THE CONFI GUIDE

THE MAIL

To the Editors of The Crimson:

If I were considering taking a particular introductory course and if I read in the Confi Guide that the course lectures were "incomprehensible to those without previous training," it is unlikely that I would give further thought to taking that course. How unfortunate it would be if that claim turned out to be entirely inaccurate. Such a description was given the lectures in Phil 8 by this year's Guide, and it is the belief that that description is inaccurate that prompts this letter...

First, as a general observation, I think that your sampling techniques, whatever they are, should be revised to yield a more representative sample of student opinion. Second, your sampling procedures should be explained in a preface to the Guide, so that its users can assess the degree of confidence they should place in its findings. This past year the Committee on Undergraduate Education evaluated 36 courses using a computer-tabulated questionnaire that was distributed in the courses evaluated, thus insuring a valid sample. On a numerical scale of one to five representing the gamuts clear--muddled, dull-lively, and thought provoking--pedantic, Phil 8 scored respectively 1,9,3,7, and 1.8. In each case Phil 8 was higher than the average of those courses evaluated. Given that the course had an enrollment of 44.5 per cent freshmen and very few students with any previous preparation in philosophy, the CUE evaluation results are just plainly incommensurable and irreconcilable with the reported results of the Confi Guide poll. Given the additional fact that the CUE sampled 98 per cent of those enrolled (though the response rate was 91 per cent of those polled, or 89 per cent of those enrolled), the hypothesis that most strongly suggests itself is that the Confi Guide sample was sharply distorted. One wonders whether the Guide's poll is as inaccurate in other courses.

The CUE results were also incompatible with the Confi Guide's characterization of most Phil 8 sections as "lackluster."...

It should be mentioned that the subjective questionnaires were consonant with the CUE results in their evaluation of the quality of lectures. I phoned The Crimson on three occasions last spring and summer offering them the use of those questionnaires in the Confi Guide's evaluation, but the offer was not accepted. I also suggested that the CUE results (then in Dean Kiley's office) be examined. Apparently they were not.

The second paragraph of the Guide's evaluation claims that the instructor in Phil 8 had planned for a small group of freshmen considering philosophy as a concentration and more than several philosophy concentrators thoroughly acquainted with the course material and method. That's just false, and it seems silly to impute intentions to others in such a context without querying them regarding those intentions. In fact, I expected no concentrators to take the course and I intended the course for students who had had no previous acquaintance with philosophy at all...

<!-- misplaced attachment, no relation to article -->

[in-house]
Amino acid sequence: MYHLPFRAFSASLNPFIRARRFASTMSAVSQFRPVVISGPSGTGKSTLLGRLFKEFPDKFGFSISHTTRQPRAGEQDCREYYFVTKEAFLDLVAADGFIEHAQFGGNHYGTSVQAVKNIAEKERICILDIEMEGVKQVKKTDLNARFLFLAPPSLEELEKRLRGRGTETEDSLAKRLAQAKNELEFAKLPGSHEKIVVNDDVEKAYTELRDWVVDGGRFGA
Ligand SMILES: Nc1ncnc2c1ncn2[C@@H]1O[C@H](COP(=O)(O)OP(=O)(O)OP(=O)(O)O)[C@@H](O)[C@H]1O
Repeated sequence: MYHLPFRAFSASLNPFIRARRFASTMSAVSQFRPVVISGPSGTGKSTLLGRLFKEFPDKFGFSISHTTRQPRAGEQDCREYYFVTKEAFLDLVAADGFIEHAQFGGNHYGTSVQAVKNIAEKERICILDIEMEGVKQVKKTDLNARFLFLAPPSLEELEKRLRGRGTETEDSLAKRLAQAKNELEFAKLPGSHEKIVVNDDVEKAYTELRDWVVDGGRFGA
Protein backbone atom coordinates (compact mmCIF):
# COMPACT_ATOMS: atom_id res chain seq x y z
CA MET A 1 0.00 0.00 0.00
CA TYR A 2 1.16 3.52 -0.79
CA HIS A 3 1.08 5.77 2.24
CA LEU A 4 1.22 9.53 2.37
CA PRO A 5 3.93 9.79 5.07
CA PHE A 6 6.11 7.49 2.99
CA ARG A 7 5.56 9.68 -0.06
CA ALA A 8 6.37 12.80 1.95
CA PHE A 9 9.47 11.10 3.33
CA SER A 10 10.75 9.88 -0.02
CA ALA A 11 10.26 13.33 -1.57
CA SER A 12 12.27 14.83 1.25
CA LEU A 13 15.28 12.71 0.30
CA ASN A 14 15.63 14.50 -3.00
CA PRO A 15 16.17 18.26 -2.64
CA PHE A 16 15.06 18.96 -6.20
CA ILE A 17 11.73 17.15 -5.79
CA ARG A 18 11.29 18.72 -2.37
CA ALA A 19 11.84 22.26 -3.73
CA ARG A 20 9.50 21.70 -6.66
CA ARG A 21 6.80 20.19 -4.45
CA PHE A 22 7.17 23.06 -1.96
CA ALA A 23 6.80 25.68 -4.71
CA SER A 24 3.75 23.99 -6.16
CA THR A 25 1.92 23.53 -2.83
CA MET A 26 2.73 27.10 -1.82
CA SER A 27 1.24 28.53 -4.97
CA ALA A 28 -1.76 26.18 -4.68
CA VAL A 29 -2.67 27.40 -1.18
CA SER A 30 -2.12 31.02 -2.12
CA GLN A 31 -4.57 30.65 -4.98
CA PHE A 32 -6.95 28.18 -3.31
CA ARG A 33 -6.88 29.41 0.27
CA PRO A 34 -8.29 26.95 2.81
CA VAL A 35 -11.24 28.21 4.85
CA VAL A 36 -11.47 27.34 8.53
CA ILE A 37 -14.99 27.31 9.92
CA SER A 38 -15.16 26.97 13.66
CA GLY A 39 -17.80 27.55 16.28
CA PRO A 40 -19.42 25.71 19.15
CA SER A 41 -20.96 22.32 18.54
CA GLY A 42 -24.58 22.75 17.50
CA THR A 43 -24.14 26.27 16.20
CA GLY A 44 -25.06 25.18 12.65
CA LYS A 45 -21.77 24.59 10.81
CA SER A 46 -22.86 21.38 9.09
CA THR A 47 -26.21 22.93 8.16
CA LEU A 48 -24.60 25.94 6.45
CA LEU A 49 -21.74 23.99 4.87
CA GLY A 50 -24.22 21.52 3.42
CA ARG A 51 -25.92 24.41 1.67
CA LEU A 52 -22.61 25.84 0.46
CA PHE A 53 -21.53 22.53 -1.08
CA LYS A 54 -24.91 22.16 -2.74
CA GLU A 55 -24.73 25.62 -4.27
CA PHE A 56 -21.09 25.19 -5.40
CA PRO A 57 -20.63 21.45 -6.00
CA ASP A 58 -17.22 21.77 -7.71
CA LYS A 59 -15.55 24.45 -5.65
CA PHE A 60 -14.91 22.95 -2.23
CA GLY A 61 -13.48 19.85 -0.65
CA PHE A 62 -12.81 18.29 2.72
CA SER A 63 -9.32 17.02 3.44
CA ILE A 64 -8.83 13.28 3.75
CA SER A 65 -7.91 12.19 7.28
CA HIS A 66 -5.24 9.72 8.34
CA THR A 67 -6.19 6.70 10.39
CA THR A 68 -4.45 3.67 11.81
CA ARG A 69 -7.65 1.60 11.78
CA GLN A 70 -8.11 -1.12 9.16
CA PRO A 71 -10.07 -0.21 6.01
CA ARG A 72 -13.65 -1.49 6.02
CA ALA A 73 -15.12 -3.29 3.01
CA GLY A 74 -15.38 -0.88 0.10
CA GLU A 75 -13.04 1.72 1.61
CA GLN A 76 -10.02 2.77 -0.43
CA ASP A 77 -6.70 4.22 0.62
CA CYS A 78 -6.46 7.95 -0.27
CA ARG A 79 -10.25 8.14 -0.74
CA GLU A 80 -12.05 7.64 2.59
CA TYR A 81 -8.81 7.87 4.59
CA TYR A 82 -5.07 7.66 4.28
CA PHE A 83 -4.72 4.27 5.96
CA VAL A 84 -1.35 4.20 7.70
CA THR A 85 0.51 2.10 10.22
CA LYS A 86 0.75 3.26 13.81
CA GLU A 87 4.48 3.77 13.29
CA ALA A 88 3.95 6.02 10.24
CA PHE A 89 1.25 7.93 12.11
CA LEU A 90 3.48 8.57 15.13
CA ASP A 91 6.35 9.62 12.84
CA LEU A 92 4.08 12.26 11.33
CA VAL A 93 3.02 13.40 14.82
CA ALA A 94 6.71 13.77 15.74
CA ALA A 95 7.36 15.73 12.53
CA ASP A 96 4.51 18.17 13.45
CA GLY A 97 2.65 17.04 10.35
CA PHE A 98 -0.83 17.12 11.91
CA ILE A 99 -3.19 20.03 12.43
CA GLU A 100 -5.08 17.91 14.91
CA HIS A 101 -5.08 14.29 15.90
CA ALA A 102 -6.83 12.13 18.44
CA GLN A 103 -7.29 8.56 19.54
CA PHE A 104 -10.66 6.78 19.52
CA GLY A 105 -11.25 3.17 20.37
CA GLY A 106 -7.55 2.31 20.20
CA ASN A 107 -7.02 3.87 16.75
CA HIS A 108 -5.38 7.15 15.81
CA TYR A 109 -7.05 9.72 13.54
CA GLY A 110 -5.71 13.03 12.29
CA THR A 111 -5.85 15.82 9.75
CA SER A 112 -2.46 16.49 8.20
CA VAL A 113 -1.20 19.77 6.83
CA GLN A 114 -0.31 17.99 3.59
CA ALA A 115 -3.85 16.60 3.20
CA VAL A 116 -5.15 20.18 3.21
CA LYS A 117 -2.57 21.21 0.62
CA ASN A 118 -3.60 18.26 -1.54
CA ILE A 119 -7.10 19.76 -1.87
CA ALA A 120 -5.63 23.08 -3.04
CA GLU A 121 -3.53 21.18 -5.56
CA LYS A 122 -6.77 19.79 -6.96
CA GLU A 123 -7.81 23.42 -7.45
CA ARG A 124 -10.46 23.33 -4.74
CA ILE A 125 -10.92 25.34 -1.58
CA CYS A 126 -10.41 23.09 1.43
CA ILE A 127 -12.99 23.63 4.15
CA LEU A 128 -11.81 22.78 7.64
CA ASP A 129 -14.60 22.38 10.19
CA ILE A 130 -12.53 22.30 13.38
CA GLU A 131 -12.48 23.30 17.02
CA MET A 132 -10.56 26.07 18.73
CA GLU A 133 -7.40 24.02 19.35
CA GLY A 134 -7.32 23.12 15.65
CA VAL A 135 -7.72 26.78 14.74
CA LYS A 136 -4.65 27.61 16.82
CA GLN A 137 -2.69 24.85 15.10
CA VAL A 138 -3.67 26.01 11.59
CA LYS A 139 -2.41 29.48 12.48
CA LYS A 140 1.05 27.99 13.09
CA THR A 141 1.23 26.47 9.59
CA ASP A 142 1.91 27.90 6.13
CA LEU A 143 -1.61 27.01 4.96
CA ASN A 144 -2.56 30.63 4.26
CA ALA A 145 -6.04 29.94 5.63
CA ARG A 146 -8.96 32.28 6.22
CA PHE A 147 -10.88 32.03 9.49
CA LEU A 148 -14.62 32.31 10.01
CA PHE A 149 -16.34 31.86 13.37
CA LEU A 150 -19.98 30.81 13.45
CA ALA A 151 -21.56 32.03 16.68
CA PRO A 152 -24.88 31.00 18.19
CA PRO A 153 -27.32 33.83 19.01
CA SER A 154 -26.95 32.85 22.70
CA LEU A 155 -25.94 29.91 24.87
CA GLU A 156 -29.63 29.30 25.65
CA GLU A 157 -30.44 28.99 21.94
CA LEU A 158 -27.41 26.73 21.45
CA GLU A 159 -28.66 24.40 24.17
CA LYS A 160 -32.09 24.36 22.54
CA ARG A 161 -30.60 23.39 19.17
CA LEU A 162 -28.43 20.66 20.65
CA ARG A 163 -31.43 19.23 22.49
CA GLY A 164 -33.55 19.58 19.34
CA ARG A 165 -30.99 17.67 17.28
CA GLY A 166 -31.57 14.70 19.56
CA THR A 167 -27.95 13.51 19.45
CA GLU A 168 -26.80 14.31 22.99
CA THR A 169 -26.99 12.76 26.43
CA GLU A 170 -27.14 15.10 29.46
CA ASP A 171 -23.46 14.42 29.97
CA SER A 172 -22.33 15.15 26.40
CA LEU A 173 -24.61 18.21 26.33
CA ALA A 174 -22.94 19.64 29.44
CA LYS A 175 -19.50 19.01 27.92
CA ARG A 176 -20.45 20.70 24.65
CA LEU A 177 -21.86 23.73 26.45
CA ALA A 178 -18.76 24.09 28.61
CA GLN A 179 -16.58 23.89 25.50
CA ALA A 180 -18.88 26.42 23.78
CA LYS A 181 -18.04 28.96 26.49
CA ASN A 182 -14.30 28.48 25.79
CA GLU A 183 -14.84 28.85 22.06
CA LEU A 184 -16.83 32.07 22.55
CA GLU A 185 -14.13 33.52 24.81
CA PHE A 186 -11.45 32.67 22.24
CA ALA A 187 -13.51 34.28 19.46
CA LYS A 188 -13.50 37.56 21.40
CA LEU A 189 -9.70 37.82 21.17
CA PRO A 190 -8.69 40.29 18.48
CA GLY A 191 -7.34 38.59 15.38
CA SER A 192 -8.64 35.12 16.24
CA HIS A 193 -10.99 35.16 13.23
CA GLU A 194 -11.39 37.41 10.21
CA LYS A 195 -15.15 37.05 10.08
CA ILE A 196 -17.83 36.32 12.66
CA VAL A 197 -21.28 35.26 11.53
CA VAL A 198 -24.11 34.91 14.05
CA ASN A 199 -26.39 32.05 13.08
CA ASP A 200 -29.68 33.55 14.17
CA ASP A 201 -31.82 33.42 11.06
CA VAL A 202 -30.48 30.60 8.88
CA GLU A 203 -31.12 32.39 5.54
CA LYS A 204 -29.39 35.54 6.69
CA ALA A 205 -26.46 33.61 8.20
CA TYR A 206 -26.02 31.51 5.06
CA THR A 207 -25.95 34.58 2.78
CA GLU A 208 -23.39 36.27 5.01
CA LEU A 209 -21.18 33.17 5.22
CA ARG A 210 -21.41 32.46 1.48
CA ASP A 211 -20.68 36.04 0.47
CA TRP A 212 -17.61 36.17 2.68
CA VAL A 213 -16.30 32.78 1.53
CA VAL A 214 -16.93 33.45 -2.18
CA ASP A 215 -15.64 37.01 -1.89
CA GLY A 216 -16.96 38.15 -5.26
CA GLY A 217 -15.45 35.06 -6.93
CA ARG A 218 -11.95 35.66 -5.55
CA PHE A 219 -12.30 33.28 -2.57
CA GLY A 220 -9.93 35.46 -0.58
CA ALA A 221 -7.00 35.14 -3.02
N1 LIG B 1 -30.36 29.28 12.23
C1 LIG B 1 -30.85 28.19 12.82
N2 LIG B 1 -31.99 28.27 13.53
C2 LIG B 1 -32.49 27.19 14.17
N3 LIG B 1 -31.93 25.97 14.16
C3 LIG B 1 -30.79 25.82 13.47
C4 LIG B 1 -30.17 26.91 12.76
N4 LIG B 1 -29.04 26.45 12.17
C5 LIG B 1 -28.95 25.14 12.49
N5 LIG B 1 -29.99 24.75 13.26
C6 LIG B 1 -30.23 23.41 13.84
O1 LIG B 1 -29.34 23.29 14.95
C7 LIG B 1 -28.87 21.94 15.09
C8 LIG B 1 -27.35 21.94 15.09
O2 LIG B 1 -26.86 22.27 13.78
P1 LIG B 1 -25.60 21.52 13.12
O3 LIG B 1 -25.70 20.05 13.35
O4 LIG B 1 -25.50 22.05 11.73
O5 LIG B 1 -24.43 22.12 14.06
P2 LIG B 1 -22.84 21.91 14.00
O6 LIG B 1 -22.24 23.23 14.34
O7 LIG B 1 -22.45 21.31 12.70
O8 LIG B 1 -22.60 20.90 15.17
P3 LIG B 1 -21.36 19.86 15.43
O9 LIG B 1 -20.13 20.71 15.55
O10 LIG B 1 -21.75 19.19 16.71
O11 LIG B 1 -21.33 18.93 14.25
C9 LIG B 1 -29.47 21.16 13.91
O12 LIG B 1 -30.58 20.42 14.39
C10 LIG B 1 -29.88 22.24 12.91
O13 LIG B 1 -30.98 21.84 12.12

Inaccuracies such as the above could be eliminated from the final draft of an evaluation by checking that evaluation with the course instructor. Also instructors should be questioned with respect to the changes they anticipate making in the course in response to student sentiment. Phil 8 this year will be different in a number of respects from the course offered last year, but readers of the Guide have been led to assume that it will not. By failing to determine what changes are to be made in a course, you miss the opportunity to make the Guide as informative as it might otherwise be.

In addition, the general narrative through which departments are introduced to the reader should be checked with a representative of the department under discussion in order to eliminate factual inaccuracies. For example, the final three paragraphs in this year's discussion of the Philosophy Department have been lifted verbatim from last year's Guide. The first two of those paragraphs were inaccurate last year, and the passage of time has only compounded that inaccuracy. A Philosophy Department representative could have pointed out that tutorials in philosophy now deal entirely with historical texts and that the Department now has two survey courses in the history of modern philosophy. More survey courses are planned for the future.

I think that the Confi Guide is a potentially useful aid to undergraduates. I hope that its potential can be better realized. Michael Hooker, Chm., Bd. of Tutors   Department of Philosophy

The editors of the Confi Guide regret this error and urge students who might be interested in Philosophy 8 to visit it today or Monday at 11 a.m.